38. new assumption: underlying channel can also lose packets (data, ACKs) checksum, seq. #, ACKs, retransmissions will be of help … but not enough approach: sender waits “reasonable” amount of time for ACK retransmits if no ACK received in this time if pkt (or ACK) just delayed (not lost): retransmission will be duplicate, but seq. #’s already handles this receiver must specify seq # of pkt being ACKed requires countdown timer rdt3.0: channels with errors and loss TransportLayer

  39. Wait for ACK0 Wait for ACK1 Wait for call 1 from above Wait for call 0from above rdt3.0 sender rdt_send(data) rdt_rcv(rcvpkt) && ( corrupt(rcvpkt) || isACK(rcvpkt,1) ) sndpkt = make_pkt(0, data, checksum) udt_send(sndpkt) start_timer L rdt_rcv(rcvpkt) L timeout udt_send(sndpkt) start_timer rdt_rcv(rcvpkt) && notcorrupt(rcvpkt) && isACK(rcvpkt,1) rdt_rcv(rcvpkt) && notcorrupt(rcvpkt) && isACK(rcvpkt,0) stop_timer stop_timer timeout udt_send(sndpkt) start_timer rdt_rcv(rcvpkt) L rdt_send(data) rdt_rcv(rcvpkt) && ( corrupt(rcvpkt) || isACK(rcvpkt,0) ) sndpkt = make_pkt(1, data, checksum) udt_send(sndpkt) start_timer L TransportLayer

  40. pkt0 pkt0 ack0 ack0 pkt1 pkt1 pkt1 X loss ack1 ack1 pkt0 pkt0 timeout resend pkt1 ack0 ack0 rdt3.0 in action receiver receiver sender sender send pkt0 send pkt0 rcv pkt0 rcv pkt0 send ack0 send ack0 rcv ack0 rcv ack0 send pkt1 send pkt1 rcv pkt1 send ack1 rcv ack1 send pkt0 rcv pkt0 send ack0 rcv pkt1 send ack1 rcv ack1 send pkt0 rcv pkt0 (a) no loss send ack0 (b) packet loss TransportLayer

  41. pkt0 pkt0 pkt0 ack0 ack0 pkt1 pkt1 pkt1 pkt1 ack1 ack1 ack1 X loss pkt0 timeout resend pkt1 timeout resend pkt1 send ack1 ack0 ack0 rcv ack1 ack0 send pkt0 pkt0 rcv pkt0 rcv pkt0 send ack0 (detect duplicate) send ack0 rcv ack1 send pkt0 ack1 rdt3.0 in action receiver sender receiver sender send pkt0 rcv pkt0 send pkt0 send ack0 rcv pkt0 rcv ack0 send ack0 send pkt1 rcv ack0 rcv pkt1 send pkt1 send ack1 rcv pkt1 send ack1 rcv pkt1 (detect duplicate) rcv pkt1 (detect duplicate) send ack1 rcv ack1 send pkt0 rcv pkt0 send ack0 (d) premature timeout/ delayed ACK (c) ACK loss TransportLayer

  42. rdt3.0 is correct, but performance stinks e.g.: 1 Gbps link, 15 ms prop. delay, 8000 bit packet: 8000 bits 8 microsecs = = Dtrans = 109 bits/sec L R Performance of rdt3.0 • U sender: utilization – fraction of time sender busy sending • if RTT=30 msec, 1KB pkt every 30 msec: 33kB/sec thruput over 1 Gbps link • network protocol limits use of physical resources! TransportLayer

  43. rdt3.0: stop-and-wait operation sender receiver first packet bit transmitted, t = 0 last packet bit transmitted, t = L / R first packet bit arrives RTT last packet bit arrives, send ACK ACK arrives, send next packet, t = RTT + L / R TransportLayer

  44. pipelining: sender allows multiple, “in-flight”, yet-to-be-acknowledged pkts range of sequence numbers must be increased buffering at sender and/or receiver two generic forms of pipelined protocols: go-Back-N, selective repeat Pipelined protocols TransportLayer

  45. Pipelining: increased utilization sender receiver first packet bit transmitted, t = 0 last bit transmitted, t = L / R first packet bit arrives RTT last packet bit arrives, send ACK last bit of 2nd packet arrives, send ACK last bit of 3rd packet arrives, send ACK ACK arrives, send next packet, t = RTT + L / R 3-packet pipelining increases utilization by a factor of 3! TransportLayer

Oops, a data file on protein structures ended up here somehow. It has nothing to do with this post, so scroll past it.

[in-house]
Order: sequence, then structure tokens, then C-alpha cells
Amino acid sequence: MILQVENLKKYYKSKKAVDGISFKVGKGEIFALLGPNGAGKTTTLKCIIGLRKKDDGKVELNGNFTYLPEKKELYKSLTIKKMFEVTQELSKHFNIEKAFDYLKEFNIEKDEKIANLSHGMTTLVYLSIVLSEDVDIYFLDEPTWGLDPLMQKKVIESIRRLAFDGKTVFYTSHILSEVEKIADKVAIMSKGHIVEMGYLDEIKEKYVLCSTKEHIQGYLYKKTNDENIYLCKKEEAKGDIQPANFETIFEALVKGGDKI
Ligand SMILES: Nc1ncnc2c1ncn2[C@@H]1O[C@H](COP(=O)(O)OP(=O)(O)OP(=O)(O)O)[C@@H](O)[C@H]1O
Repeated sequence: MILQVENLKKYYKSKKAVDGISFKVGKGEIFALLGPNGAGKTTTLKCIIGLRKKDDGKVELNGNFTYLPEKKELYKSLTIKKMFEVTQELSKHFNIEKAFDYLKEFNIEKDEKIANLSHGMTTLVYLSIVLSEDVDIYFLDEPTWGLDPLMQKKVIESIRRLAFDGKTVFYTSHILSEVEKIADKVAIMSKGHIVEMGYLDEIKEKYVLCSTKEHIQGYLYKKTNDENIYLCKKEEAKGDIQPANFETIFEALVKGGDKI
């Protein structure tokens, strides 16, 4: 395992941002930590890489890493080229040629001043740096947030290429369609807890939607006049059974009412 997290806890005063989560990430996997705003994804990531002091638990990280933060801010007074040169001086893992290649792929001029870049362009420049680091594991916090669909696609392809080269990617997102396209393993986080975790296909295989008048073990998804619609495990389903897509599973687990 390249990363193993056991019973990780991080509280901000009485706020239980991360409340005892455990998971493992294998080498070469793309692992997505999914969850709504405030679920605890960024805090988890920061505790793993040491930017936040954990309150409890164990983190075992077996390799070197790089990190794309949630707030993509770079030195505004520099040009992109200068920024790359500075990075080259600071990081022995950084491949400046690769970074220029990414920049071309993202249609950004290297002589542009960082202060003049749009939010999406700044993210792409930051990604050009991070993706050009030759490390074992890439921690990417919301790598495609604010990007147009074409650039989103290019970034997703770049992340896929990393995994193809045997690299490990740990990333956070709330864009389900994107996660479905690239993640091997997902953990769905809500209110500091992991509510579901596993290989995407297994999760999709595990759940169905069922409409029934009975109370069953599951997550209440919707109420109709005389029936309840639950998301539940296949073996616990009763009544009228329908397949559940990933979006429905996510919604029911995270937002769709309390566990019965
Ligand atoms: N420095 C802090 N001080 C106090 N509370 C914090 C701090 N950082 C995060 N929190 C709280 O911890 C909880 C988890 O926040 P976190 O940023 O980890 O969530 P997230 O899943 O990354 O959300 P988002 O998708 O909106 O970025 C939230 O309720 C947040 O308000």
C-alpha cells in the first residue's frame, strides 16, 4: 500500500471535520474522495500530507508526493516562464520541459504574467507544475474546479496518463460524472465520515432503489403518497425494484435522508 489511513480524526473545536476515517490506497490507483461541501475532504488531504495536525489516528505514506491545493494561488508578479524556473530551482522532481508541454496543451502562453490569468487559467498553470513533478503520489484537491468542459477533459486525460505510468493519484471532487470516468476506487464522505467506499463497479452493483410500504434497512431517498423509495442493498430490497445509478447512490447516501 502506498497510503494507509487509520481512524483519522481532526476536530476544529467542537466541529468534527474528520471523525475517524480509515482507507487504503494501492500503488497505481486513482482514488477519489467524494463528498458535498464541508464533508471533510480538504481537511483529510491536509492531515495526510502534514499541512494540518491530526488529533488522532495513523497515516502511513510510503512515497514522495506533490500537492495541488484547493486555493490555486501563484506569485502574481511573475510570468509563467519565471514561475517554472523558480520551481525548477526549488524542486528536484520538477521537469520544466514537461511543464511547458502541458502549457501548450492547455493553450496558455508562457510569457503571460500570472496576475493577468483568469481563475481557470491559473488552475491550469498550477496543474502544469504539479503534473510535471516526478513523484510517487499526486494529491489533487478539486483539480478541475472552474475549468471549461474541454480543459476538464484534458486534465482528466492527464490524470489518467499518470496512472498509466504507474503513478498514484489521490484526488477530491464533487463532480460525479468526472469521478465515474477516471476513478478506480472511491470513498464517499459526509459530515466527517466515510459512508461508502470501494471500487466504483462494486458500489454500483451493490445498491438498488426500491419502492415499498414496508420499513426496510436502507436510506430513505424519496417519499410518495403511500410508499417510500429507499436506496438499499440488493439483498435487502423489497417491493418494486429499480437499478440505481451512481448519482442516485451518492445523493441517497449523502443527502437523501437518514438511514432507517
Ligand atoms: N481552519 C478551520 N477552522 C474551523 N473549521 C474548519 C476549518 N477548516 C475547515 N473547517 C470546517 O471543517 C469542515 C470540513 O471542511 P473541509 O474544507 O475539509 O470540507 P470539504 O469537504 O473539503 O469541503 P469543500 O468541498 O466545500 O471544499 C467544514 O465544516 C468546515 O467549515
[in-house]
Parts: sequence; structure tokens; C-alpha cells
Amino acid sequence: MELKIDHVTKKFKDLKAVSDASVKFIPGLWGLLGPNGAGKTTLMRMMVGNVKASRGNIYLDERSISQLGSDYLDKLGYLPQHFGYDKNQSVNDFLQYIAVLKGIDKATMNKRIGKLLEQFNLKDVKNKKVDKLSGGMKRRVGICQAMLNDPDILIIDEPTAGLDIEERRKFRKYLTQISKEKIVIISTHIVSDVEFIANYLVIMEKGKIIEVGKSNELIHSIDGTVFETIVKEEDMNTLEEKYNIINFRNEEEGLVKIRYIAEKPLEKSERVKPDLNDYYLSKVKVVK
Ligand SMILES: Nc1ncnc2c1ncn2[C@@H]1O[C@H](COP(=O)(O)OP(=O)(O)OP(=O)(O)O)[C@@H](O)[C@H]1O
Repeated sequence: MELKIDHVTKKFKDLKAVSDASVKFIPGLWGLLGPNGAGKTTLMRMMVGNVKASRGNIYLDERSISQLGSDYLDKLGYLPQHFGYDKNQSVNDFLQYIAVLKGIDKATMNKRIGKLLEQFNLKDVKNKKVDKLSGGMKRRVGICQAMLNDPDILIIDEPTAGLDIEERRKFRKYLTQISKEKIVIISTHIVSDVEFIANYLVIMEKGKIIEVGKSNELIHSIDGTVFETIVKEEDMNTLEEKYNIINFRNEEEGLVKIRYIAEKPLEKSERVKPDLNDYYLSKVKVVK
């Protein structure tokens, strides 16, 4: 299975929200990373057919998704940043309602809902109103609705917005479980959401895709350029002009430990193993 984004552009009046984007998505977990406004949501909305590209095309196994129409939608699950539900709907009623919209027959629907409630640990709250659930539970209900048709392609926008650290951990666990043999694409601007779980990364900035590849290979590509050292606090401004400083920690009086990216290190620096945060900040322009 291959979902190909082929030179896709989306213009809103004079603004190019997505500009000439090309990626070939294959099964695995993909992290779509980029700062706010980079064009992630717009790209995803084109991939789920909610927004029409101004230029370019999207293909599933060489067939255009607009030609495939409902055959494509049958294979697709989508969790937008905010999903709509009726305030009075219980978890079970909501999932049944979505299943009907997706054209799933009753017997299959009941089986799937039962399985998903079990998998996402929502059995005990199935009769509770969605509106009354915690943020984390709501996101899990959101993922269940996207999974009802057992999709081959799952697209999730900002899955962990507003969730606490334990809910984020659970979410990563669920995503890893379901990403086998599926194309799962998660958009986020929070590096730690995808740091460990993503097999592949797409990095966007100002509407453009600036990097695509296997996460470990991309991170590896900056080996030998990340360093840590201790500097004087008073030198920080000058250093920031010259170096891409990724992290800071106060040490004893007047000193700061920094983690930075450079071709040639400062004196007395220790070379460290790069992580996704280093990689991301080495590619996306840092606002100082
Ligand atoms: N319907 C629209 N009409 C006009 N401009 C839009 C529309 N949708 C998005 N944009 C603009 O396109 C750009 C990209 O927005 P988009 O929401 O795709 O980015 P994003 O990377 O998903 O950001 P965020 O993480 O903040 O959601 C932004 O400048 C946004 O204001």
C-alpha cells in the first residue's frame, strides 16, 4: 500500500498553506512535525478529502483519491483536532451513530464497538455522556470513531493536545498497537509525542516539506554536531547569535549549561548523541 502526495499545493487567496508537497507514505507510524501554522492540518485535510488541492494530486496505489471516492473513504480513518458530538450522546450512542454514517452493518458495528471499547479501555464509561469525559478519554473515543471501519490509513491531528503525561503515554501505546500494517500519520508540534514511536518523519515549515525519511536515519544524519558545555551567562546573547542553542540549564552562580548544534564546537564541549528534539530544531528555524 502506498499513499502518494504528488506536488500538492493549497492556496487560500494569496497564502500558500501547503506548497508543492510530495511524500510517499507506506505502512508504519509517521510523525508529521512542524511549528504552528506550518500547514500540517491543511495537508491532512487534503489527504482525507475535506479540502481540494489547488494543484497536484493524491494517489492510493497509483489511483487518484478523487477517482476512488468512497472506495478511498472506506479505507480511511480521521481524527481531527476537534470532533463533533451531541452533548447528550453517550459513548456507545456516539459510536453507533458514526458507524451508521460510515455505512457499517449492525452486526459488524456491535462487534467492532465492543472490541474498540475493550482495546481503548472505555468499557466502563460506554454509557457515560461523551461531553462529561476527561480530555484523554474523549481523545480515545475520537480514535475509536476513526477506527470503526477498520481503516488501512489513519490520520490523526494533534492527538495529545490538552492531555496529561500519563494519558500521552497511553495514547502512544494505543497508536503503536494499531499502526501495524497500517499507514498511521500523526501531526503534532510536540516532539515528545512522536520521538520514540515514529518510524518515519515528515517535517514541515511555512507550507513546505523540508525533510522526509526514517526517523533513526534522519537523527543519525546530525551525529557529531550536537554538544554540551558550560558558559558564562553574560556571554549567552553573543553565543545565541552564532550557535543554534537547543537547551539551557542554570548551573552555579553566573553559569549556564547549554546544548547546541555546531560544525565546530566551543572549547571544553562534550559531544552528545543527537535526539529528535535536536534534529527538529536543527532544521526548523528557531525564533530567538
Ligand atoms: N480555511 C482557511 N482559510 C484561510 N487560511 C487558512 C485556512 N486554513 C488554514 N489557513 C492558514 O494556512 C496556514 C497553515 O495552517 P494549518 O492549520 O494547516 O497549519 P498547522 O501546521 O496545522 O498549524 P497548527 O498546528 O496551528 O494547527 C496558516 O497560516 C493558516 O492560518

46. Go-back-N: sender can have up to N unacked packets in pipeline receiver only sends cumulative ack doesn’t ack packet if there’s a gap sender has timer for oldest unacked packet when timer expires, retransmit all unacked packets Selective Repeat: sender can have up to N unack’ed packets in pipeline rcvr sends individual ack for each packet sender maintains timer for each unacked packet when timer expires, retransmit only that unacked packet Pipelined protocols: overview TransportLayer

  47. k-bit seq # in pkt header “window” of up to N, consecutive unack’ed pkts allowed Go-Back-N: sender • ACK(n): ACKs all pkts up to, including seq # n - “cumulative ACK” • may receive duplicate ACKs (see receiver) • timer for oldest in-flight pkt • timeout(n): retransmit packet n and all higher seq # pkts in window TransportLayer

  48. Wait GBN: sender extended FSM rdt_send(data) if (nextseqnum < base+N) { sndpkt[nextseqnum] = make_pkt(nextseqnum,data,chksum) udt_send(sndpkt[nextseqnum]) if (base == nextseqnum) start_timer nextseqnum++ } else refuse_data(data) L base=1 nextseqnum=1 timeout start_timer udt_send(sndpkt[base]) udt_send(sndpkt[base+1]) … udt_send(sndpkt[nextseqnum-1]) rdt_rcv(rcvpkt) && corrupt(rcvpkt) rdt_rcv(rcvpkt) && notcorrupt(rcvpkt) base = getacknum(rcvpkt)+1 If (base == nextseqnum) stop_timer else start_timer TransportLayer

  49. ACK-only: always send ACK for correctly-received pkt with highest in-order seq # may generate duplicate ACKs need only remember expectedseqnum out-of-order pkt: discard (don’t buffer): no receiver buffering! re-ACK pkt with highest in-order seq # GBN: receiver extended FSM default udt_send(sndpkt) rdt_rcv(rcvpkt) && notcurrupt(rcvpkt) && hasseqnum(rcvpkt,expectedseqnum) L Wait extract(rcvpkt,data) deliver_data(data) sndpkt = make_pkt(expectedseqnum,ACK,chksum) udt_send(sndpkt) expectedseqnum++ expectedseqnum=1 sndpkt = make_pkt(expectedseqnum,ACK,chksum) TransportLayer

  50. 0 1 2 3 4 5 6 7 8 0 1 2 3 4 5 6 7 8 0 1 2 3 4 5 6 7 8 0 1 2 3 4 5 6 7 8 0 1 2 3 4 5 6 7 8 0 1 2 3 4 5 6 7 8 0 1 2 3 4 5 6 7 8 0 1 2 3 4 5 6 7 8 0 1 2 3 4 5 6 7 8 GBN in action sender receiver sender window (N=4) send pkt0 send pkt1 send pkt2 send pkt3 (wait) receive pkt0, send ack0 receive pkt1, send ack1 receive pkt3, discard, (re)send ack1 X loss rcv ack0, send pkt4 rcv ack1, send pkt5 0 1 2 3 4 5 6 7 8 receive pkt4, discard, (re)send ack1 ignore duplicate ACK receive pkt5, discard, (re)send ack1 pkt 2 timeout send pkt2 send pkt3 send pkt4 send pkt5 rcv pkt2, deliver, send ack2 rcv pkt3, deliver, send ack3 rcv pkt4, deliver, send ack4 rcv pkt5, deliver, send ack5 TransportLayer